THE first of this series of articles on dust storms was based primarily upon the record of weather in the tall grass or eastern third of Kansas of the 1850's. The second article drew upon the weather experience of the mixed grass region of middle Kansas, and the perspective was enlarged further at the end of the 1870's by the inauguration (1879) of reporting by the federal weather service of dust storms for the whole United States. The present article draws more explicitly upon the experience of the country west of the 100th meridian, the short-grass plains, the west third of Kansas, in relation to the whole Trans-Mississippi Western setting.
The traditional view of weather is that good and bad years follow each other in a fairly definite cyclic succession. The most favorable judgment on that kind of a generalization is that it is an oversimplification. The weather record of the 1850's presented in the first article, and of the 1860's and 1870's in the second article, revealed no particular rhythm or cycle, but there were a variety of fluctuations. The more complete record of weather phenomena after 1880 only tends to emphasize this variability and uncertainty as to what each year was to bring forth.
In the case of dust storms as in the case of crop production, the total annual precipitation of any particular year was not necessarily a determinant. The cumulative effect of a series of years of greater or less than average precipitation did exercise an important influence. So far as single years were concerned, the time factor, the seasonal distribution of the available moisture, as well as the kind of crop, winter wheat or corn and other row crops, were factors. For example, winter wheat prospects were determined particularly by depth of moisture in the soil at seeding time in the fall; the amount of precipitation in the form of rain or snow be
tween that time and harvest was secondary. Adequate soil moisture at seeding time generally assured a growth sufficient to provide vegetational cover throughout the Winter and spring as a protection against blowing. Even when the cover was inadequate, soil blowing might be minimized or prevented by timely snow cover or rains which provided topsoil moisture at the critical windy seasons. Over the Western grassland as a whole, because of local variability, there were few years when blowing conditions did not occur at some point even during the years when moisture conditions were most favorable. The native grass when subject to prairie fires or overgrazing or prolonged drought was reduced to much the same topsoil status as cultivated fields, and blowing occurred in much the same manner under conditions that produced dust storms from cultivated fields.
In September, 1880, dust was "flying again" at Salina and the general drought continued until the big January snow, Yates Center reporting the driest winter in memory. Wellington reported an exceptionally long severe winter, with 15.5 inches of snow and large amounts of moisture in the ground in March. Lawrence reported the greatest snow and rain on record in February with a high wind February 11, and a rainfall deficiency in March with very high winds March 31. Crop reports indicated damage to the winter wheat from the extremes of weather.  Although the cumulative deficiency in rainfall over several years provided an underlying condition favorable to dust storms; there seem to have been no serious instances until April when the wheat condition was reported critical because cold weather and moisture deficiency retarded growth sufficient for ground cover.  The Salina Herald reported April 9: "The dust took full possession, Wednesday [April 6], filling houses and mouths with impartiality (?)." On May 2, Great Bend reported "the finest rain since 1878."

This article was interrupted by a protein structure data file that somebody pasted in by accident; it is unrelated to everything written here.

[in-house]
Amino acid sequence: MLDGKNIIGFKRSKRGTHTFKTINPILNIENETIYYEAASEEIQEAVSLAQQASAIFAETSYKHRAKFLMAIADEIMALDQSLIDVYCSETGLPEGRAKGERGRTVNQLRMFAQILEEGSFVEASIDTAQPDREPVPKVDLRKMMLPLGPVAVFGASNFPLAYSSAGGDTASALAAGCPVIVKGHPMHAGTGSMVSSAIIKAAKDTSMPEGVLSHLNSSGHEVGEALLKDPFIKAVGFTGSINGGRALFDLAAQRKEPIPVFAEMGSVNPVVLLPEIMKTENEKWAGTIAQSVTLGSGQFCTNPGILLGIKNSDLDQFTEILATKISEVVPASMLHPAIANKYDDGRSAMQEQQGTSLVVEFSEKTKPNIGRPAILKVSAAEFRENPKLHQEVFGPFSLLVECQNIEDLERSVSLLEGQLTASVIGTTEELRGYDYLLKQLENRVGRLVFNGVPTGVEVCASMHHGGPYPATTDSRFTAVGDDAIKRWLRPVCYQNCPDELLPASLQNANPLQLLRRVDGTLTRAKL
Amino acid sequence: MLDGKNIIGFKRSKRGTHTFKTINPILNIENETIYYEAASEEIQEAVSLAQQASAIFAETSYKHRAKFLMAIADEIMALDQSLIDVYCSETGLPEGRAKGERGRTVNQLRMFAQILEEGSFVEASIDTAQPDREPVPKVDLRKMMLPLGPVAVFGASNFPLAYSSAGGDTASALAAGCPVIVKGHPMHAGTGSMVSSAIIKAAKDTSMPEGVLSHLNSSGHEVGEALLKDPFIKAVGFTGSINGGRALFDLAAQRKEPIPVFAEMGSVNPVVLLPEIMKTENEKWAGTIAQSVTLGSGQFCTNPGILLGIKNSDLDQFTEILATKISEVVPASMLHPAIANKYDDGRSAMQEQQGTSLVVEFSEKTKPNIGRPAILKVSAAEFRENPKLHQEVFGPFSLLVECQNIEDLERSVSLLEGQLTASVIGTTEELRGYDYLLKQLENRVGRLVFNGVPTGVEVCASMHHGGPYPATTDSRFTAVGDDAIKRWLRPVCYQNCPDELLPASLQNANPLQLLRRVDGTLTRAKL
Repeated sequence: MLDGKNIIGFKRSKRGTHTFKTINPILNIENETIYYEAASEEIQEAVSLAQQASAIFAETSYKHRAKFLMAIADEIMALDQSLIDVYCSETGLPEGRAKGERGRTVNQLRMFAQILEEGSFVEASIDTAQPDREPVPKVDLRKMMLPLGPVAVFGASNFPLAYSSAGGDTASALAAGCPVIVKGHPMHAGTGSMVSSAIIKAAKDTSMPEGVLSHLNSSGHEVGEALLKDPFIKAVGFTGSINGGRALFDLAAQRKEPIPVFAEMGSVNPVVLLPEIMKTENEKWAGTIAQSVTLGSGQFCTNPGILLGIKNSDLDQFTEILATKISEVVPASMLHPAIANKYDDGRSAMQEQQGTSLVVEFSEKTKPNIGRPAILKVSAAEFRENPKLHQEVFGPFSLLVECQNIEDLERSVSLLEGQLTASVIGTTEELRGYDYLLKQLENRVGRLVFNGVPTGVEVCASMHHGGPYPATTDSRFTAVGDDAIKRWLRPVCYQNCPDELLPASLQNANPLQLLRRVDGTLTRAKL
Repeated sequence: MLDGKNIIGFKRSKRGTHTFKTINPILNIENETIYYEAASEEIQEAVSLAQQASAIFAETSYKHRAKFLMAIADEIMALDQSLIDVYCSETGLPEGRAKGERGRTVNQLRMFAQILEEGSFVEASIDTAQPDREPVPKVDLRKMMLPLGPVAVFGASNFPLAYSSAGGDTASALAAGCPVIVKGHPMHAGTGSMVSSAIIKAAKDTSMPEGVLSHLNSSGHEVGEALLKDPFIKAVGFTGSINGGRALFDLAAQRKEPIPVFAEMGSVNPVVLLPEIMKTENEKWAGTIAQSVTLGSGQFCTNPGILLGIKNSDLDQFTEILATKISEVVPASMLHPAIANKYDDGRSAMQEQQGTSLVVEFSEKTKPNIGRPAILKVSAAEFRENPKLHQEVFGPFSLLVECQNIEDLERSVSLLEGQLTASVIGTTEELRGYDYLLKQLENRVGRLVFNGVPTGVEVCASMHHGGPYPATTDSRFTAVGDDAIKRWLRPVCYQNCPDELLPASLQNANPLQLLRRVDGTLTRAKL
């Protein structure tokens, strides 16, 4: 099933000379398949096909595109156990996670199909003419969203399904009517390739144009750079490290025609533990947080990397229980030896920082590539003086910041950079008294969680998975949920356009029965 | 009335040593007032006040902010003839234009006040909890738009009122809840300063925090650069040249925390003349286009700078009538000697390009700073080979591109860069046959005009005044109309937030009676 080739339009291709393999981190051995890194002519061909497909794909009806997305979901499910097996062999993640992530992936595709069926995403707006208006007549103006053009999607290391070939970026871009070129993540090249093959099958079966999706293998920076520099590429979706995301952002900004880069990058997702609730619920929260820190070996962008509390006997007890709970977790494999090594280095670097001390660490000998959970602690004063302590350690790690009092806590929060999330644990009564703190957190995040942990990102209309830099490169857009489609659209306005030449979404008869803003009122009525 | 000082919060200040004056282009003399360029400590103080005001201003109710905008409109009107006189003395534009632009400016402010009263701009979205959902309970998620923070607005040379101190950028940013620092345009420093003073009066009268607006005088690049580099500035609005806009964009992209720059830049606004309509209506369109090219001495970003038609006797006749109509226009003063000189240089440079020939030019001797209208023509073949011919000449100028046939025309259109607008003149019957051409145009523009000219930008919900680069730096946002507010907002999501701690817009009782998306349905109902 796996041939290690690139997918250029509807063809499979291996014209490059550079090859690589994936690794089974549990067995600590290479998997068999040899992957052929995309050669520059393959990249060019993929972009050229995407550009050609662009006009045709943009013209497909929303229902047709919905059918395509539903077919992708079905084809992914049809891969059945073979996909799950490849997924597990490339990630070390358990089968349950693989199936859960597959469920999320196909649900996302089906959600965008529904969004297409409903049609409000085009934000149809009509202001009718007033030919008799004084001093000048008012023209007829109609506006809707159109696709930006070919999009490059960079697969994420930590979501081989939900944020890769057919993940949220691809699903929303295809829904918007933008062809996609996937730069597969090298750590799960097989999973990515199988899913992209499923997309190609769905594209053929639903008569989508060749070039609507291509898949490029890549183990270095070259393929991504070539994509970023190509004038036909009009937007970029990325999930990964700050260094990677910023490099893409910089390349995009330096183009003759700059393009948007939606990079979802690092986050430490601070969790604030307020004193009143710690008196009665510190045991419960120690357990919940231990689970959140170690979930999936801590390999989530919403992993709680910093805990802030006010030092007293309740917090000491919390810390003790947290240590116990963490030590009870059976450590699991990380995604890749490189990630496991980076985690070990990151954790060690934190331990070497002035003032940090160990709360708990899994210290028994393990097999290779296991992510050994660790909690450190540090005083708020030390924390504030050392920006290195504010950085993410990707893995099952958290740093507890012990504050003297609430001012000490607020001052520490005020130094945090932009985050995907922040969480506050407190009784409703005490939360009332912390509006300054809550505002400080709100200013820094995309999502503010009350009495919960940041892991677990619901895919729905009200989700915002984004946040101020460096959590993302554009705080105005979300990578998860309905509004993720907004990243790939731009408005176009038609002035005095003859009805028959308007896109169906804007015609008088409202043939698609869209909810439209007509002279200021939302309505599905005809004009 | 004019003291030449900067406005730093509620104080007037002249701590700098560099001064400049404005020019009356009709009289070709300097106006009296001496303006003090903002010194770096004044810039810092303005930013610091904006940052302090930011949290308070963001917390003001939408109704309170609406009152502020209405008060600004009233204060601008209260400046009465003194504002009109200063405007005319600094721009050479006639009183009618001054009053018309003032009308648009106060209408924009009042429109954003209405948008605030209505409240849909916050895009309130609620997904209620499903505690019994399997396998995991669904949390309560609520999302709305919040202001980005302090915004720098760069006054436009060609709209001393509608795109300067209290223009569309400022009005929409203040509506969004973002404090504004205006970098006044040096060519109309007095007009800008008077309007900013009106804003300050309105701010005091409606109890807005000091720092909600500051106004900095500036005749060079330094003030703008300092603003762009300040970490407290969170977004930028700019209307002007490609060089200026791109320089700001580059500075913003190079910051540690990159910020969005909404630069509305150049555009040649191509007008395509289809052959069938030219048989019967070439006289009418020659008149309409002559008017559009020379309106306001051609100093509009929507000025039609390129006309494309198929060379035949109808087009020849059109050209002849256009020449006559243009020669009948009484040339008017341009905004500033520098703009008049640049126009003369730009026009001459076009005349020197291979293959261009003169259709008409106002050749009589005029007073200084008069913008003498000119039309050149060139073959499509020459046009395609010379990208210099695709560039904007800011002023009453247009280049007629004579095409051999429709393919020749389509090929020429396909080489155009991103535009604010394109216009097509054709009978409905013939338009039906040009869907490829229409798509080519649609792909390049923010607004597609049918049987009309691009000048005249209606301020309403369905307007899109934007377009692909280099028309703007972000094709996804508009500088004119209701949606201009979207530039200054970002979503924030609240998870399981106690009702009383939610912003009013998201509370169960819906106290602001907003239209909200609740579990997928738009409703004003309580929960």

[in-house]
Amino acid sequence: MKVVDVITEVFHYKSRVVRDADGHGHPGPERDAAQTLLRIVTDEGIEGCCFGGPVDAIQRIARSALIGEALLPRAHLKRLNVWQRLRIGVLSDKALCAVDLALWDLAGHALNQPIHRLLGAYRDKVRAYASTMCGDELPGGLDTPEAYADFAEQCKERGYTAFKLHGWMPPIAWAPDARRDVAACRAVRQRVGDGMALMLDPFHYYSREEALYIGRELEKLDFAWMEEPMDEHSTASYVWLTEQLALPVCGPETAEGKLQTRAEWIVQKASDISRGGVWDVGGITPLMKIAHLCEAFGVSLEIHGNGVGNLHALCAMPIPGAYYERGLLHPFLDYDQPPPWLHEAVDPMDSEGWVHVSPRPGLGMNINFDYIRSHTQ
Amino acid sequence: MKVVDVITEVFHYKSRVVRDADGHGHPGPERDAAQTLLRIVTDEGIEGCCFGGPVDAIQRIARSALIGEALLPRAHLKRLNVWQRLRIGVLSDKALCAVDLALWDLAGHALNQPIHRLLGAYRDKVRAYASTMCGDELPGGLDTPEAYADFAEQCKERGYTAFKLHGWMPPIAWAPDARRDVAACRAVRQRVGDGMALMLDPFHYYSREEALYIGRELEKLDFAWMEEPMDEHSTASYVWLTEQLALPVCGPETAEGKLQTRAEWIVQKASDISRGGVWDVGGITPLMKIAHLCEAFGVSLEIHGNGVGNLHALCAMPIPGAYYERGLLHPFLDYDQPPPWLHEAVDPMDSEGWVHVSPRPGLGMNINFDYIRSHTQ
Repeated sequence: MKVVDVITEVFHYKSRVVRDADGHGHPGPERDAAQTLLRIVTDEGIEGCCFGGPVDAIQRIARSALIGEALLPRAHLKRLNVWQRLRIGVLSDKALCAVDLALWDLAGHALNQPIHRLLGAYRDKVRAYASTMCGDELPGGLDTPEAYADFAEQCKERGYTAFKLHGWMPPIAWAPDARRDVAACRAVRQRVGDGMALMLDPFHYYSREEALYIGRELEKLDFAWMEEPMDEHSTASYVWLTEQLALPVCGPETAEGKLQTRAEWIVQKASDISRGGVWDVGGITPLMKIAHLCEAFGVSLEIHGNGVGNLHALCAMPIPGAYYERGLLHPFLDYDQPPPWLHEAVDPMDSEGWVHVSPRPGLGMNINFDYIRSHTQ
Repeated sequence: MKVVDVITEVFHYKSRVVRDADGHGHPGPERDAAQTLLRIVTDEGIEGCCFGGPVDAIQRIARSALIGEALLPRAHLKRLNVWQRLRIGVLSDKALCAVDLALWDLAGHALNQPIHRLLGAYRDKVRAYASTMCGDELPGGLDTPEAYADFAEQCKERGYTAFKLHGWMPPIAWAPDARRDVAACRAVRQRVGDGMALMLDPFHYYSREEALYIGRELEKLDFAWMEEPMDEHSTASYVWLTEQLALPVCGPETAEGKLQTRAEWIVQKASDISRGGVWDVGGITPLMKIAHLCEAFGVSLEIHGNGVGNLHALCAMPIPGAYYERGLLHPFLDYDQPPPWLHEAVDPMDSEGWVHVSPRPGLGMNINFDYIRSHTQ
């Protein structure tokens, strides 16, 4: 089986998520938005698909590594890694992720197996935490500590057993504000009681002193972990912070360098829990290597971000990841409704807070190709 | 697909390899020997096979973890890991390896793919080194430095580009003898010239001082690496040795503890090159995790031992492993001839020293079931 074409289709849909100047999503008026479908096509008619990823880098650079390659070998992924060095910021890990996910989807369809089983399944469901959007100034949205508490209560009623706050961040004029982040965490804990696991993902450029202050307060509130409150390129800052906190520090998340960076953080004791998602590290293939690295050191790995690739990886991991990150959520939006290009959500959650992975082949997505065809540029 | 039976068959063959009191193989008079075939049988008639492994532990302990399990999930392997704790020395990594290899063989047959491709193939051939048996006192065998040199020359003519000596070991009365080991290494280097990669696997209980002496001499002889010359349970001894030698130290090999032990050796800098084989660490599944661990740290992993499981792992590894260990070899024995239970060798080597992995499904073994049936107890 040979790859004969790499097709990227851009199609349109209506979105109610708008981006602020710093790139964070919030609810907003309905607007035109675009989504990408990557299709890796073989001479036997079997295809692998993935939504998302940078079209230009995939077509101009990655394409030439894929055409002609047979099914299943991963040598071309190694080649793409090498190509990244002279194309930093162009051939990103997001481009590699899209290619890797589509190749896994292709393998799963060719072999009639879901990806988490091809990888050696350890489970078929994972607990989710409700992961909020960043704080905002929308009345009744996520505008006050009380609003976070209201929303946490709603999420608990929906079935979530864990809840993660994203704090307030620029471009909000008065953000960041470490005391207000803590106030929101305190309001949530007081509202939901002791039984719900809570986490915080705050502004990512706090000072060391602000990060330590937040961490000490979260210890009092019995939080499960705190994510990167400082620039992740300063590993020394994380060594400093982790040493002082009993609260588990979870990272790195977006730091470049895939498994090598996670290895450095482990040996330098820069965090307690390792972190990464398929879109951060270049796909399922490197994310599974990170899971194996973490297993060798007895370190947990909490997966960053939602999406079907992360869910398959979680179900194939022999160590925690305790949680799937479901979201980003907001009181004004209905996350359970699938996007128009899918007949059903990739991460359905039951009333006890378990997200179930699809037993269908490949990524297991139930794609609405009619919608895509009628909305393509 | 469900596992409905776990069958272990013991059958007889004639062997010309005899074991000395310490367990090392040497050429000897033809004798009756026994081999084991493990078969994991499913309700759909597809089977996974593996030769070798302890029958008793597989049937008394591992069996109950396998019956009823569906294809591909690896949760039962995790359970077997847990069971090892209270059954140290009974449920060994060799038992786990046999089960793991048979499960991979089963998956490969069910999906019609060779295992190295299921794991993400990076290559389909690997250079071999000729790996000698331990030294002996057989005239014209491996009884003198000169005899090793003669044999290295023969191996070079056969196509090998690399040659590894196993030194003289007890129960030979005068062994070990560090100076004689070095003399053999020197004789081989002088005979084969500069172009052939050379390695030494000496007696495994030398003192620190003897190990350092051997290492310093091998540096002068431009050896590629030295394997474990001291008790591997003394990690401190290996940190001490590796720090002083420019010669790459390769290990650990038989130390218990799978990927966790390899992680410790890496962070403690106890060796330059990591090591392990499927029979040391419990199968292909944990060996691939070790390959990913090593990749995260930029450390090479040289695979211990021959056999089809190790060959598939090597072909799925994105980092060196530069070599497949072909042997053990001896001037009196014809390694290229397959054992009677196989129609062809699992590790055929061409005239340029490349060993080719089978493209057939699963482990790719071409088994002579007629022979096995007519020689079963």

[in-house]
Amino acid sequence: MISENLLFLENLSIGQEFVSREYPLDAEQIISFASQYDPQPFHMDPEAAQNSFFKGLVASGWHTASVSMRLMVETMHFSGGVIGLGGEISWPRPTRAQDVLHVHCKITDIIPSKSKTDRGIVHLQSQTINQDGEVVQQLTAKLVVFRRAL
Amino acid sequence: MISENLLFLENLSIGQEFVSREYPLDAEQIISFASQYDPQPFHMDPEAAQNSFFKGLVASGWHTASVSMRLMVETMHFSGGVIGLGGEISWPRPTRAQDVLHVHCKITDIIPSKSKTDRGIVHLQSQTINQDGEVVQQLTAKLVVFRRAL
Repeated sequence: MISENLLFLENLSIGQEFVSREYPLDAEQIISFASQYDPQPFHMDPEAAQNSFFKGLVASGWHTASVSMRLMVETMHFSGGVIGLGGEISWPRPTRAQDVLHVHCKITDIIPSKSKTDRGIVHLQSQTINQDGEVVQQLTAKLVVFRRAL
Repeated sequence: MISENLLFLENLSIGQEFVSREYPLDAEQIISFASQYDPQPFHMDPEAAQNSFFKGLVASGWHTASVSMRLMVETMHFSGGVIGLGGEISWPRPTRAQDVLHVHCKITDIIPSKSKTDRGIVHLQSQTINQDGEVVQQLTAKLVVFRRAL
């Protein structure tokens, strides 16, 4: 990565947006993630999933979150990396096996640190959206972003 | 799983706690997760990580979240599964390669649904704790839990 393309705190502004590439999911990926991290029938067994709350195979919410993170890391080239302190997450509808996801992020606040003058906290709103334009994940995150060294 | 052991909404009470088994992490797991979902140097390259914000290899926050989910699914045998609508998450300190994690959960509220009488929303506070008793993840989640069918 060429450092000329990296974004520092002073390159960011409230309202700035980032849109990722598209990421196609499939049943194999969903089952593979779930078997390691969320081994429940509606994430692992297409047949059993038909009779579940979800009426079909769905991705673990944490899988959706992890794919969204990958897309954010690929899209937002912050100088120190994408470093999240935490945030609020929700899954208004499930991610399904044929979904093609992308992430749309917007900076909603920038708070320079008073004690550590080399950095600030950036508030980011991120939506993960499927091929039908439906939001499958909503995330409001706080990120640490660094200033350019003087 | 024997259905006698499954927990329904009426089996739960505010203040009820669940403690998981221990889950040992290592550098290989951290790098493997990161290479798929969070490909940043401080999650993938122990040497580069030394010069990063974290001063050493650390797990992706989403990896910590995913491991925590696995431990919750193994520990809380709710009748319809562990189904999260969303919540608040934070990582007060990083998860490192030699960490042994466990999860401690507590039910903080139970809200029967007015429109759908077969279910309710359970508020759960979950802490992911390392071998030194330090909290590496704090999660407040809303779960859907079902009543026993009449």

A contributor to the Chase County Leader, Cottonwood Falls, May 26, 1881, summed up the month of May in contrast with 1880:
What a wonderful change for the May of 1881 over the same month one year ago? Then dry, and the wind hurled the dust in drifts. The little, pale wheat, oats, rye and corn thirsted for water as an Arab would in the desert, and with hope deferred again and again the heart grew sick. Our clouds were clouds of dust, carried about by the tempest. How often came the husbandman from the field, righted things and made ready apparently for a heavy
rain. Although the clouds appeared dark and heavy, the wind and thunder all indicated rain; a light shower, the clouds broke, the wind ceased; still hope deferred. Our season, this month, all that man could wish: wet enough and not too much.
A country community correspondent, writing for the issue of June 16, was not so optimistic. "The poet says that the dew `is the tears of the sky for the loss of the sun.' The plants cry out in the language of Mark Antony `If you have tears prepare to shed them now.' Let them come in a copious shower." Violent storms were the characteristic of that summer, however, and the summer was the warmest since 1874 and 3° warmer than 1880.  On September 8 the Salina Journal reported: